View Full Version : First boat/reality check
05-11-2004, 08:26 PM
I while ago I started a thread about lobster boat designs.
Lobster Boat Plans (http://media5.hypernet.com/ubb/ultimatebb.php?ubb=get_topic;f=2;t=003419)
I would like to build the Beals Island Lobster Boat (http://www.dhylanboats.com/index2.html) (you may have to scroll down to Diana)
This would be my first boat.
I just want to confirm that I am crazy.
05-11-2004, 08:42 PM
Crazy you may be, but at least you have good taste!
05-11-2004, 08:55 PM
One way to go about this would be to build a round bottomed tender first. This creates skill, tests commitment, and gives a taste.
The project you propose is wonderful, beautiful, and large. Are you commited enough to carry it through? The world is littered with probably a dozen half-finished projects for every one finished.
Not to discourage you at all, but a smaller project would speed the larger one by at least as much time as it would take: in skill acquired, in mistakes made and corrected, in confidence.
05-11-2004, 09:25 PM
See the Beals Island/Jonesporter lobster boat thread in the design section. You can get a 26' boat for about what you'll pay for the plans.
05-11-2004, 10:11 PM
holzbt, I believe that is beside the point...
05-11-2004, 10:18 PM
However, when they say "skill required: advanced", I believe you can take them at their word. Which means, if you don't have advanced skill now, you will have to aquire it before you finish. Possible to do, in fact I know its been done. Would require a very focused, stubborn person. Attention Deficit Disorder candidates need not apply! :D
05-11-2004, 10:47 PM
Damn! That's a pretty boat. An excellent choice.
I'd consider hiring a builder like the Lowell Bros. to build the hull and set the engine and running gear. Their experience makes 'em very productive.
05-12-2004, 09:43 AM
Yes, you're crazy, although it's a gorgeous boat. IMO that's WAY too big a project to start with. OTOH, if you think you have the time, money, and persistence (huge piles of the latter), why not? Get copies of Bud McIntosh's "How to Build a Wooden Boat" and Royal Lowell's "Boatbuilding Down East".
05-12-2004, 12:44 PM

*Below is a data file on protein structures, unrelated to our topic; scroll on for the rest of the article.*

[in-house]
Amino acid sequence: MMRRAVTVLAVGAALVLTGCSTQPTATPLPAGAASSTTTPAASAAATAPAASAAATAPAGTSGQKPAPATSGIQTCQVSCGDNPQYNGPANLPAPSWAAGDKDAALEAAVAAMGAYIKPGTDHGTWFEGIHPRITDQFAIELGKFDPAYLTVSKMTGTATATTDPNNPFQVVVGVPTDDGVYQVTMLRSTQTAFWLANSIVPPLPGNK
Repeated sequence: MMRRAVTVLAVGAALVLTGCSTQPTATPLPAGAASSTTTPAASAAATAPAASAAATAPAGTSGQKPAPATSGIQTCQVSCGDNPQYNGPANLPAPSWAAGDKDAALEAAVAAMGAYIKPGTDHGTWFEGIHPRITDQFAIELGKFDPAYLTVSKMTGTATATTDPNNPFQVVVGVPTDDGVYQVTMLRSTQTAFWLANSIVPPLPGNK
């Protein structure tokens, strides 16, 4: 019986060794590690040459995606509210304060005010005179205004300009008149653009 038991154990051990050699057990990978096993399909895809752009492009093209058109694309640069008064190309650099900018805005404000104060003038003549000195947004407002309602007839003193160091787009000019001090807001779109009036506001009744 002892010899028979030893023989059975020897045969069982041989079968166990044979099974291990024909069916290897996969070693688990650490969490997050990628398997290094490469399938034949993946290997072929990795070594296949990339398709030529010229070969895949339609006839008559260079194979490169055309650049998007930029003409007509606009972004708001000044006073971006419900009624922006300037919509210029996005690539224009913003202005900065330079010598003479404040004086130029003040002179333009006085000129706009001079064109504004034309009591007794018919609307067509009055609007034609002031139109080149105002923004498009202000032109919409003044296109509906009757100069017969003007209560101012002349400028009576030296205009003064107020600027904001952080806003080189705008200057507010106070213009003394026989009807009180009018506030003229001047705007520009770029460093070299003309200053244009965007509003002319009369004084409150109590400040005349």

Lots of designers have said, to paraphrase, "The size of the boat really doesn't relate to how skilled you are, only the complexity of the design" Of course, they could have just been trying to infect us with two foot-itis!
I agree with some of the posters though.. get John Gardner's book, Building Classic Small Craft (http://www.woodenboatstore.com/store/prodinfo.asp?number=300-022&variation=&aitem=4&mitem=52) and knock together a lapstrake pram. The plans are already in the book, so you won't have to buy more plans. You'll learn a LOT doing that, and you'll have a tender for the big boat.
[ 05-12-2004, 12:46 PM: Message edited by: TimothyB ]
05-12-2004, 01:53 PM
What Figment said.... smile.gif I really like the lines.
With another thread in mind: Once it is built, can you get her to the water and where will you keep her?
As others have said, consider starting small. You'll surely want a tender anyway and it'll give you a boat to play with while you are building the dream boat.
05-12-2004, 04:26 PM
Any suggestions for what to do first?
05-12-2004, 06:36 PM
You're gonna have to have more chutzpa than that if you want to carry through on that lobster boat.
A handful have suggested a good course. Build a round bottomed, traditionally planked, tender. Timothy's suggestion is good, get Gardner's book. It, and visits to this place, and other sources, a small pile of cedar and oak, and you'll be on your way. It will pave the way. To learn the skills of lofting, steam bending, spiling, shaping plank on a small boat will be invaluable. It will save you time and money in the long run in excess of the time and money you put into it. When you finish it you will have a little better idea of what you are up against with the big boat, you'll have a tender, and you'll have a pocketful of skills to be able to approach the big project with much more confidence.
People have built a project such as you propose, working alone or with lover or friends, for millenia. You can too! But don't be deluded into thinking it will be easy or quick. Patience and perseverance are the key words. The skills will come as you go along.
05-12-2004, 06:59 PM
If its any comfort, the Jonesport style lobsterboat is about as simple as it gets in inboard plank-on-frame powerboats.
Find local friends who can offer counsel and consolation.
[ 05-12-2004, 11:12 PM: Message edited by: JimConlin ]
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